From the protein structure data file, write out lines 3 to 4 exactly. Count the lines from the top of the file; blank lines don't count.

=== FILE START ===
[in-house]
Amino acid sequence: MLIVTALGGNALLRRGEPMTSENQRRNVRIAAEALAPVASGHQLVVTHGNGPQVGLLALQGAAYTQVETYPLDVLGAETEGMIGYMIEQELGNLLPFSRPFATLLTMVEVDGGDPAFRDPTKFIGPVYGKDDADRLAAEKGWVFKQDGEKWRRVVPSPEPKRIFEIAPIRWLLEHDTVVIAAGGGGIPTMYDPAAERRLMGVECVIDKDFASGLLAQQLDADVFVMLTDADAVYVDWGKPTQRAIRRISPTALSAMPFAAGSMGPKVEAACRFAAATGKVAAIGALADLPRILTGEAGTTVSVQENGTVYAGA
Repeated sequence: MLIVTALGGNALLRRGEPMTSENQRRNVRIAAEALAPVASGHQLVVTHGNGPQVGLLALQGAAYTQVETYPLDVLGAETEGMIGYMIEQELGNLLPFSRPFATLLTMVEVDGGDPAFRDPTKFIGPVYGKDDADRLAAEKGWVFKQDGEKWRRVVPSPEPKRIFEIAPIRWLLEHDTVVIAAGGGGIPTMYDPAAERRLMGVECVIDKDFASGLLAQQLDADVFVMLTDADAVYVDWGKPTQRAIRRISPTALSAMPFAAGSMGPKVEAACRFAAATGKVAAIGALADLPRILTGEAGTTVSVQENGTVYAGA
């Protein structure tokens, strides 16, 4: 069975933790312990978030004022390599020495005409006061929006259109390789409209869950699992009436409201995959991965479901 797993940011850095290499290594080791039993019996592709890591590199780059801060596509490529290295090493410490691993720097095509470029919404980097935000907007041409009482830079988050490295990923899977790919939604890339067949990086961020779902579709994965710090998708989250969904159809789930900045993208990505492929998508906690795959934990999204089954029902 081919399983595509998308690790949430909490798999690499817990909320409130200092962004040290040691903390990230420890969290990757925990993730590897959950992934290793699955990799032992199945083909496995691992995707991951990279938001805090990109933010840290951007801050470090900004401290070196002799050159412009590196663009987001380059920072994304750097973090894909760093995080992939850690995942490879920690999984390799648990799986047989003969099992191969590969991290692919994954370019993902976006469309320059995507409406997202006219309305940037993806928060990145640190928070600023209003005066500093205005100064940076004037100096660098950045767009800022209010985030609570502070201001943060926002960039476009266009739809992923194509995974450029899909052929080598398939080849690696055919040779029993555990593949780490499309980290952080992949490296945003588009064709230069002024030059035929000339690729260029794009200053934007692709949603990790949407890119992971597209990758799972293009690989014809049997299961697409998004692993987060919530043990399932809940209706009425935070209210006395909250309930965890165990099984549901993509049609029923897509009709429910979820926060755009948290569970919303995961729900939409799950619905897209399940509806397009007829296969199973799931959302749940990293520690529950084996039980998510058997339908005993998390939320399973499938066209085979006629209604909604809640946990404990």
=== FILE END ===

Repeated sequence: MLIVTALGGNALLRRGEPMTSENQRRNVRIAAEALAPVASGHQLVVTHGNGPQVGLLALQGAAYTQVETYPLDVLGAETEGMIGYMIEQELGNLLPFSRPFATLLTMVEVDGGDPAFRDPTKFIGPVYGKDDADRLAAEKGWVFKQDGEKWRRVVPSPEPKRIFEIAPIRWLLEHDTVVIAAGGGGIPTMYDPAAERRLMGVECVIDKDFASGLLAQQLDADVFVMLTDADAVYVDWGKPTQRAIRRISPTALSAMPFAAGSMGPKVEAACRFAAATGKVAAIGALADLPRILTGEAGTTVSVQENGTVYAGA
């Protein structure tokens, strides 16, 4: 069975933790312990978030004022390599020495005409006061929006259109390789409209869950699992009436409201995959991965479901 797993940011850095290499290594080791039993019996592709890591590199780059801060596509490529290295090493410490691993720097095509470029919404980097935000907007041409009482830079988050490295990923899977790919939604890339067949990086961020779902579709994965710090998708989250969904159809789930900045993208990505492929998508906690795959934990999204089954029902 081919399983595509998308690790949430909490798999690499817990909320409130200092962004040290040691903390990230420890969290990757925990993730590897959950992934290793699955990799032992199945083909496995691992995707991951990279938001805090990109933010840290951007801050470090900004401290070196002799050159412009590196663009987001380059920072994304750097973090894909760093995080992939850690995942490879920690999984390799648990799986047989003969099992191969590969991290692919994954370019993902976006469309320059995507409406997202006219309305940037993806928060990145640190928070600023209003005066500093205005100064940076004037100096660098950045767009800022209010985030609570502070201001943060926002960039476009266009739809992923194509995974450029899909052929080598398939080849690696055919040779029993555990593949780490499309980290952080992949490296945003588009064709230069002024030059035929000339690729260029794009200053934007692709949603990790949407890119992971597209990758799972293009690989014809049997299961697409998004692993987060919530043990399932809940209706009425935070209210006395909250309930965890165990099984549901993509049609029923897509009709429910979820926060755009948290569970919303995961729900939409799950619905897209399940509806397009007829296969199973799931959302749940990293520690529950084996039980998510058997339908005993998390939320399973499938066209085979006629209604909604809640946990404990």